Netanyahu on Putin meeting: Hoping for good news

PM to meet Russian president Thursday, will discuss possible release of Israeli woman held in Russian prison.

Arutz Sheva Staff ,

Netanyahu
Netanyahu
Flash 90

Prime Minister Binyamin Netanyahu said on Monday that he met with Naama Issachar's mother and expressed hope that he would be able to advance her release in his meeting with President Vladimir Putin this Thursday.

"I met Yaffa today, Naama Issachar's mother. I hugged her on behalf of you all, and told her that as the Kremlin released today, I am expected to meet with President Putin on Thursday and discuss a pardon with her. I hope like you for good news," said Netanyahu.

Earlier, Kremlin spokesman Dimitri Peskov referred to various reports about the possibility of the release of Naama Issachar, noting that his country never discussed such issues in the media.

However, Peskov noted that the issue will be raised during Putin's visit to Israel this week, "This issue is likely to be raised during Putin's close contacts with Netanyahu." Peskov even added that it was "better to wait" for new details.

Yaffa Issachar, mother of Naama Issachar who is imprisoned in Russia, announced on Sunday evening that she intends to cancel all the protests that had been planned during Russian President Vladimir Putin's visit to Israel this week.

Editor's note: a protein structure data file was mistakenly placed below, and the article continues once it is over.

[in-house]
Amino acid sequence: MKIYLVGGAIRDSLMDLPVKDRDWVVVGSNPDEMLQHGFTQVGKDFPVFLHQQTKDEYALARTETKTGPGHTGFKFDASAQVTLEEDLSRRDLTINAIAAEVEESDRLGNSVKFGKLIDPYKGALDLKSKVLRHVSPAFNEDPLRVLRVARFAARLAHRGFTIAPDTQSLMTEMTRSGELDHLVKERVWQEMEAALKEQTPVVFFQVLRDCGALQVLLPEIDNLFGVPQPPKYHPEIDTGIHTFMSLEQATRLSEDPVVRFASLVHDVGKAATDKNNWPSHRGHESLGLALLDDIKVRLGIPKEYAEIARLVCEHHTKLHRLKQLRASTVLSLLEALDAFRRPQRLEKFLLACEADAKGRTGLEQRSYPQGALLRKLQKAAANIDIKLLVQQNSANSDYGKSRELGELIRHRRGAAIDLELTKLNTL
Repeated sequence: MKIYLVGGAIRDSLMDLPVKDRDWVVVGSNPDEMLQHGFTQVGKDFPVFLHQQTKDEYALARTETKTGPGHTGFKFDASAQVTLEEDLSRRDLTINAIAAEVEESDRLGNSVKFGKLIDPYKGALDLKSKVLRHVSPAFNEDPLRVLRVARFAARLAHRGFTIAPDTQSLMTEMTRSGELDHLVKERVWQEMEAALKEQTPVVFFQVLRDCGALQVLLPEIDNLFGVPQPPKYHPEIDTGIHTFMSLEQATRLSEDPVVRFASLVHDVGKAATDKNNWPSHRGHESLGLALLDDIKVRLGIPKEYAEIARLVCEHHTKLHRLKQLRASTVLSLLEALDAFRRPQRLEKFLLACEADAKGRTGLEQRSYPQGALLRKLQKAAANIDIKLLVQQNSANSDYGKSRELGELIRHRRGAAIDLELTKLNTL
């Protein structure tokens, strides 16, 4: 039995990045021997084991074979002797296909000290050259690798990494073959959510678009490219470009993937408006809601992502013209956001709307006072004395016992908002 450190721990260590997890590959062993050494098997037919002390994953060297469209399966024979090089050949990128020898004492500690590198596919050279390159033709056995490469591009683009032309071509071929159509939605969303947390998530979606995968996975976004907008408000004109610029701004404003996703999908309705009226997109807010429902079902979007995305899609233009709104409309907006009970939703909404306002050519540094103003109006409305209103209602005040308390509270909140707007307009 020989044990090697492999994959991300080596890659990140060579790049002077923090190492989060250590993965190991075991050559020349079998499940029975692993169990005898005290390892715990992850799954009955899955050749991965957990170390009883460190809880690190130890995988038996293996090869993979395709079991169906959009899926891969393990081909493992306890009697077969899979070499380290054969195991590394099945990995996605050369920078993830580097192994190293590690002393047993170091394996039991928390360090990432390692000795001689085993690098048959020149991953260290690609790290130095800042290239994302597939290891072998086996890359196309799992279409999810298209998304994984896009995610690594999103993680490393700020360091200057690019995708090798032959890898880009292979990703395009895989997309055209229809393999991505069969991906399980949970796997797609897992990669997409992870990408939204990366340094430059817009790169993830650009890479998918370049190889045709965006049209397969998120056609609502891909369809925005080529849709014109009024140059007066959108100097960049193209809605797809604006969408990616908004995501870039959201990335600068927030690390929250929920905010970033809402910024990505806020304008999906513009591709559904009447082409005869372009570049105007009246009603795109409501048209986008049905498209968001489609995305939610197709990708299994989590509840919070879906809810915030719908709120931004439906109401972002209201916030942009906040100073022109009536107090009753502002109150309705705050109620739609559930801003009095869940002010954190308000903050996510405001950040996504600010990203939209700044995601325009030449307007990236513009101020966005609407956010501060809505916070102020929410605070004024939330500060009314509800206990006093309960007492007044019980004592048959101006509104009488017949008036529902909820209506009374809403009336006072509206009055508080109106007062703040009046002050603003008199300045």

"Because of the sensitivity of the situation, and because of the appreciation and respect I have for those engaging in the negotiations for Naama's return, and after seriously considering it – a few minutes ago I instructed to cancel for the time being all the protests that had been planned for the next few days," Issachar wrote in a post.

She added, "A short time ago, I landed in Israel, and I would like first of all to thank you on my behalf, and on behalf of Naama, who still does not really know about your tremendous support, the activists, and the entire Israeli public. We are in a critical, fragile and sensitive week for Naama's fate. For many months, you managed to bring public awareness of Naama's story to the forefront, raising the demand for her release to unprecedented heights. The public atmosphere you created with your own hands also led the Israeli government to work towards Naama's release, and the Prime Minister publicly pledged to do so."

"In a few days, President Putin will visit Israel, and I pray that he will answer my request and the request of the entire Israeli public, and bring Naama home. I want you to understand the sensitive situation we are in. We are experiencing a rollercoaster of rumors that change their hue every few hours. It's also a mental roller coaster, for my family and me," Issachar wrote.

Addressing her supporters, she noted, "You have done a wonderful job so far. It is time to let the negotiations between the countries come to fruition. I am optimistic, you should be as well. Naama and I, along with the entire family, thank you from the bottom of our hearts."

26-year-old Naama Issachar, a dual US-Israeli citizen, was arrested last April during a layover in Moscow, while flying back to Israel from India.

After nine-and-a-half grams of marijuana were found in her baggage, Naama was arrested and tried on drug smuggling charges.

While Naama denied the allegations, she was found guilty by a Russian court and sentenced to seven-and-a-half years in prison.

Issachar appealed her sentence in December, but the court rejected her appeal.




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